If a light source is required that is especially bright, compact, quiet, or ‘colour-fast’, it can’t be achieved under these energy efficiency requirements and today’s technological standards. The European legislation achieves this state by limiting the area of application and maps it with exceptions – e.g. for the medical service, the military, and transport.
Do all LED light sources and spotlights meet the energy efficiency requirements?
In foyers, offices, workshops and auditoriums, the requirements must and can be met. Very many such spaces have already changed to LED lighting. The technical requirements for stage lighting, however, mean that some of the energy is consumed by the light sources’ special properties, and they are not optimized to high luminous efficiency. For this reason, even LED light sources don’t meet the standards set by the directive for the bulk of our uses.
Which concessions have been made to the events sector as a result of negotiations with the EU?
The following lights, which were originally set to be discontinued under the directive, can now still be marketed as exceptions to the rules:
Halogen lights: exceptions conceded are stage lights using one of the following bases: GX9.5, GY9.5, GZ9.5, GZX9.5, GZY9.5, GZZ9.5, K39d, G9.5HPL, G16d, GES/E40 (only low-voltage (24 V) bowl reflector lamps), GX16, GX16d, GY16, G22, G38, GX38, GX38Q, P28s, P40s, PGJX 36, PGJX50 and R7s with a luminous flux of > 12,000 Lumen and QXL.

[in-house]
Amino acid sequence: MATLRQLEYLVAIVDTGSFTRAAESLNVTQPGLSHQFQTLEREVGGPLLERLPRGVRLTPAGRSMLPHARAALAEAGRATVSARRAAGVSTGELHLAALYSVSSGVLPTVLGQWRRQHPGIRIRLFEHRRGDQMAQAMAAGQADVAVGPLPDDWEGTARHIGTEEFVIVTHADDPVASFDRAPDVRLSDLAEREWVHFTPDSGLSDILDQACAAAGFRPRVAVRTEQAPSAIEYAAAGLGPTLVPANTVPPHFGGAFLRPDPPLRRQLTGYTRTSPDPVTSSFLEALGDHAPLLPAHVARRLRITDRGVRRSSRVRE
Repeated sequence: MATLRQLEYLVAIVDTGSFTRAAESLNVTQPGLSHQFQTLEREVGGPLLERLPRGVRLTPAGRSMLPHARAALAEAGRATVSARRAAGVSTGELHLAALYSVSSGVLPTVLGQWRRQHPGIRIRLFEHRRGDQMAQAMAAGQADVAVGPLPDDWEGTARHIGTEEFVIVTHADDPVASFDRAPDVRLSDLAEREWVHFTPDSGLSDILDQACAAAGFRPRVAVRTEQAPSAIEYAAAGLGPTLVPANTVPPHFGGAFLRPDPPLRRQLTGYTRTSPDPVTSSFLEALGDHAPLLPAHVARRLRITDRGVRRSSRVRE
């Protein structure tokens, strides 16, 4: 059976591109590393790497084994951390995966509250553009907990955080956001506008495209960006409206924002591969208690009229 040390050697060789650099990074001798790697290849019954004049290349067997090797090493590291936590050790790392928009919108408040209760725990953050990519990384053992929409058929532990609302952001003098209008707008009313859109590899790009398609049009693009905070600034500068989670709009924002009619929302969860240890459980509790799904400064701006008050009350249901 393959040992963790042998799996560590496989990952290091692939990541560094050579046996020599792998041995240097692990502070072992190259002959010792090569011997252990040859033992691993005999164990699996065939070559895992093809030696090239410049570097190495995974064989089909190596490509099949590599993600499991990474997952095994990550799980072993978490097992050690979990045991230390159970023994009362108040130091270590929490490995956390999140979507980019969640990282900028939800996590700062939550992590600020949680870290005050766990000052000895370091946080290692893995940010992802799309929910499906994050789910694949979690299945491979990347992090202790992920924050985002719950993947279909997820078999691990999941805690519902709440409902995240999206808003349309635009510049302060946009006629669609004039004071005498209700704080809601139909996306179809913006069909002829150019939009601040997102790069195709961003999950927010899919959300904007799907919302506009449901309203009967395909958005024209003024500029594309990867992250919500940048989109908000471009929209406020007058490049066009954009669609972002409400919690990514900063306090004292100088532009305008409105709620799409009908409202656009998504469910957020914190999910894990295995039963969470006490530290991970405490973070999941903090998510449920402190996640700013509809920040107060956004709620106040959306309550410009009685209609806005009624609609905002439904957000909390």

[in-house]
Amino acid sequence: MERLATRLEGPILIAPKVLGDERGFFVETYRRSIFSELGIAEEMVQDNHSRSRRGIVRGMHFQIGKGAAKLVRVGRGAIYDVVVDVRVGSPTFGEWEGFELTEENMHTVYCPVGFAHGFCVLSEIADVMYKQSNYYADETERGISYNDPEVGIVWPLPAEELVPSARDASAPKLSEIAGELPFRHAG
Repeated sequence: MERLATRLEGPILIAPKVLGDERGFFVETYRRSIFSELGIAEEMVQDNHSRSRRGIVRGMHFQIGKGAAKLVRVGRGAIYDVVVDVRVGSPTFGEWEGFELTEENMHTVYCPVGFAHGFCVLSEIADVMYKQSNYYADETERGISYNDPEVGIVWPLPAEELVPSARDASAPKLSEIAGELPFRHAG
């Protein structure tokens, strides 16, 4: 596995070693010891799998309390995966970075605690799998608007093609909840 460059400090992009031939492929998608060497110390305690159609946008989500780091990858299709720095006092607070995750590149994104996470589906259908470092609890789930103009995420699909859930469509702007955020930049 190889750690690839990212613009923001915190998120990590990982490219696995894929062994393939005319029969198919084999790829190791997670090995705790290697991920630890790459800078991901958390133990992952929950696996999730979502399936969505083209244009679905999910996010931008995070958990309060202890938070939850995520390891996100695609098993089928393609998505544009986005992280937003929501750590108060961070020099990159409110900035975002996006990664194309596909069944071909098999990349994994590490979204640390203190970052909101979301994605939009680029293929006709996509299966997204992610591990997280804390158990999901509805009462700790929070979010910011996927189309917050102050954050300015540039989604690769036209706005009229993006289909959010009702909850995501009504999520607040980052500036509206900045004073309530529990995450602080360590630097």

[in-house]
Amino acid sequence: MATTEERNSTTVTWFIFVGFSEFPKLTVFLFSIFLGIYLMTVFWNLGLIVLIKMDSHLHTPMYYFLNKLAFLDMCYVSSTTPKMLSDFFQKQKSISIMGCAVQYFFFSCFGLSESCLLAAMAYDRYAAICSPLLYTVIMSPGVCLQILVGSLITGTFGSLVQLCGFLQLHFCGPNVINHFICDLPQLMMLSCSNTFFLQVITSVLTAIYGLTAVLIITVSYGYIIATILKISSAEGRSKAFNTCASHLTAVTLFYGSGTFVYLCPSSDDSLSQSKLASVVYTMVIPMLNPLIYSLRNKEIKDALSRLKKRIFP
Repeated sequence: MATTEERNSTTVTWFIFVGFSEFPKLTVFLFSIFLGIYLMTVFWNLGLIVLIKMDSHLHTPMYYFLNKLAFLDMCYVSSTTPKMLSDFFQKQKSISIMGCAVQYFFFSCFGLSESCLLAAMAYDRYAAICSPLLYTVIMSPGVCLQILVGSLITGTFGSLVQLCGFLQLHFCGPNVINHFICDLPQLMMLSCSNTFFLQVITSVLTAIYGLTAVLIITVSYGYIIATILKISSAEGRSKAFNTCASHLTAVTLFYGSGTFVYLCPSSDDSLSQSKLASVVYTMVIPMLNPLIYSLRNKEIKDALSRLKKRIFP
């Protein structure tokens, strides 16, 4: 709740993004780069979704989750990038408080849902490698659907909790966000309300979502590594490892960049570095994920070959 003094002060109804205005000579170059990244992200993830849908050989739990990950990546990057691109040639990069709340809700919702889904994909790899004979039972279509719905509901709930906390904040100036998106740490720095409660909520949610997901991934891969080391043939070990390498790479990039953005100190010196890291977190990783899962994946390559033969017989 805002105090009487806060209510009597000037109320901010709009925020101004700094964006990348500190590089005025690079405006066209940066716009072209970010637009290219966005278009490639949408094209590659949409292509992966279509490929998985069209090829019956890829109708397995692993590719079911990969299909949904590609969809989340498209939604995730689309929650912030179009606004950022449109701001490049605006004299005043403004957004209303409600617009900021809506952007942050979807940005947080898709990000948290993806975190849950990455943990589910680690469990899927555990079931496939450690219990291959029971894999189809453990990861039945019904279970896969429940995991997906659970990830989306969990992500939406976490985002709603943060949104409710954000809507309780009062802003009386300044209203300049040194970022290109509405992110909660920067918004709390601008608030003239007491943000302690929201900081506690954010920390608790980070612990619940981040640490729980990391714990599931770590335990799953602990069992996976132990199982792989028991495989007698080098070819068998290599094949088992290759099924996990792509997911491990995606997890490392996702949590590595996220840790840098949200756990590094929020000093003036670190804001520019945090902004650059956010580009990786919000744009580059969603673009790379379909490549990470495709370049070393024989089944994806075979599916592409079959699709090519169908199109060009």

Colour-tunable light sources (CTLS). That applies to LED light sources with light composed of individual colours (RGB+) and which can provide red, green and blue light over a specified wavelength range and a specific repletion.
Point light sources with a half peak diversion of under 10°.
High performance white light sources. The current text of the directive is inconsistent, encompassing LEDs with CRI>90, which have either >180 W and a gate (LED moving heads with high CRI) or two white tones for different colour temperatures. But especially in live entertainment, spotlights with low CRI but high light output and concentration are required. The text still needs to be amended here. Some special requirements of the film industry also need to be considered.
Stand-by output. Integrated light sources and operating devices with DMX or ethernet connections are exempt from the 0.5 W restriction on stand-by output as they need to be constantly available – the light needs to go on the instant the button is pressed.
How are manufacturers responding? Will their lights not only be permitted but also available in future?
As the legal parameters are now fixed for the coming years, the next step is to talk to the manufacturers. Even if the range of products eventually shrinks, we have just gained the extremely positive assurance that a broad spectrum of entertainment lights will continue to be available.
What qualifies as ‘entertainment lights’ in this context and do these exceptions also apply to related sectors, such as architectural lighting?
Several exceptions only apply to stage light sources and operating devices. These are defined as: “…specifically for scenery lighting in film studios, television studios and at shooting locations, as well as for photographic studios and photographic locations and for stage lighting in theatres, discotheques, concerts and other entertainment events.”